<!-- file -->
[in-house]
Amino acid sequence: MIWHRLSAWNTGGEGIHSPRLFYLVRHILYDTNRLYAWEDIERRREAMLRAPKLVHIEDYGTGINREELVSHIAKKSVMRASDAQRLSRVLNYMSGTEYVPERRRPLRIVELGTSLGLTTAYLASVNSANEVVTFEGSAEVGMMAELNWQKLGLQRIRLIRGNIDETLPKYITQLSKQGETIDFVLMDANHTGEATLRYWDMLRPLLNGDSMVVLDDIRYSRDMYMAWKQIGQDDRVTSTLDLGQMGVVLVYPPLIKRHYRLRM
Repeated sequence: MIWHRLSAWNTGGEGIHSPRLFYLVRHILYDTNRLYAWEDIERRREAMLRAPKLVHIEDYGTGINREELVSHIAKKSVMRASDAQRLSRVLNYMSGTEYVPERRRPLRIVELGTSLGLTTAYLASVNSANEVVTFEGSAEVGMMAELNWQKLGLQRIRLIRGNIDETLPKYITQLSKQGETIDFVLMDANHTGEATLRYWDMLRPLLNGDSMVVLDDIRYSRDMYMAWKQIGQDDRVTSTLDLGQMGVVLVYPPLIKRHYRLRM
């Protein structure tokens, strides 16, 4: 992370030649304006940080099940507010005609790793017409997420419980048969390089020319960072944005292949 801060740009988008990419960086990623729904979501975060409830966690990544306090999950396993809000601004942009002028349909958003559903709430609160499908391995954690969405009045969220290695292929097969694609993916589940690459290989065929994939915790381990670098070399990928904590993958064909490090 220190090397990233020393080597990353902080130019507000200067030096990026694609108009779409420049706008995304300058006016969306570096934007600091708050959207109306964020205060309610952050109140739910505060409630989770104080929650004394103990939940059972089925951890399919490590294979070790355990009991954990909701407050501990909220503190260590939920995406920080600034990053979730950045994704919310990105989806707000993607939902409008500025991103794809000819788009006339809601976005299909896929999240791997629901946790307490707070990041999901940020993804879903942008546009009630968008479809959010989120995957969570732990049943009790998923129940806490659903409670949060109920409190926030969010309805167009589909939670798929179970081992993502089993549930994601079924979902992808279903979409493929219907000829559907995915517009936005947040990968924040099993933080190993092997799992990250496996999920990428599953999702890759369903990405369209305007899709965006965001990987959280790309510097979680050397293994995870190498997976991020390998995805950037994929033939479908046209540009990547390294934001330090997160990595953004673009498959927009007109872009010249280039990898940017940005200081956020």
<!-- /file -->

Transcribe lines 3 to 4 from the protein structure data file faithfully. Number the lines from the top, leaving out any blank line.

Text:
Repeated sequence: MIWHRLSAWNTGGEGIHSPRLFYLVRHILYDTNRLYAWEDIERRREAMLRAPKLVHIEDYGTGINREELVSHIAKKSVMRASDAQRLSRVLNYMSGTEYVPERRRPLRIVELGTSLGLTTAYLASVNSANEVVTFEGSAEVGMMAELNWQKLGLQRIRLIRGNIDETLPKYITQLSKQGETIDFVLMDANHTGEATLRYWDMLRPLLNGDSMVVLDDIRYSRDMYMAWKQIGQDDRVTSTLDLGQMGVVLVYPPLIKRHYRLRM
């Protein structure tokens, strides 16, 4: 992370030649304006940080099940507010005609790793017409997420419980048969390089020319960072944005292949 801060740009988008990419960086990623729904979501975060409830966690990544306090999950396993809000601004942009002028349909958003559903709430609160499908391995954690969405009045969220290695292929097969694609993916589940690459290989065929994939915790381990670098070399990928904590993958064909490090 220190090397990233020393080597990353902080130019507000200067030096990026694609108009779409420049706008995304300058006016969306570096934007600091708050959207109306964020205060309610952050109140739910505060409630989770104080929650004394103990939940059972089925951890399919490590294979070790355990009991954990909701407050501990909220503190260590939920995406920080600034990053979730950045994704919310990105989806707000993607939902409008500025991103794809000819788009006339809601976005299909896929999240791997629901946790307490707070990041999901940020993804879903942008546009009630968008479809959010989120995957969570732990049943009790998923129940806490659903409670949060109920409190926030969010309805167009589909939670798929179970081992993502089993549930994601079924979902992808279903979409493929219907000829559907995915517009936005947040990968924040099993933080190993092997799992990250496996999920990428599953999702890759369903990405369209305007899709965006965001990987959280790309510097979680050397293994995870190498997976991020390998995805950037994929033939479908046209540009990547390294934001330090997160990595953004673009498959927009007109872009010249280039990898940017940005200081956020």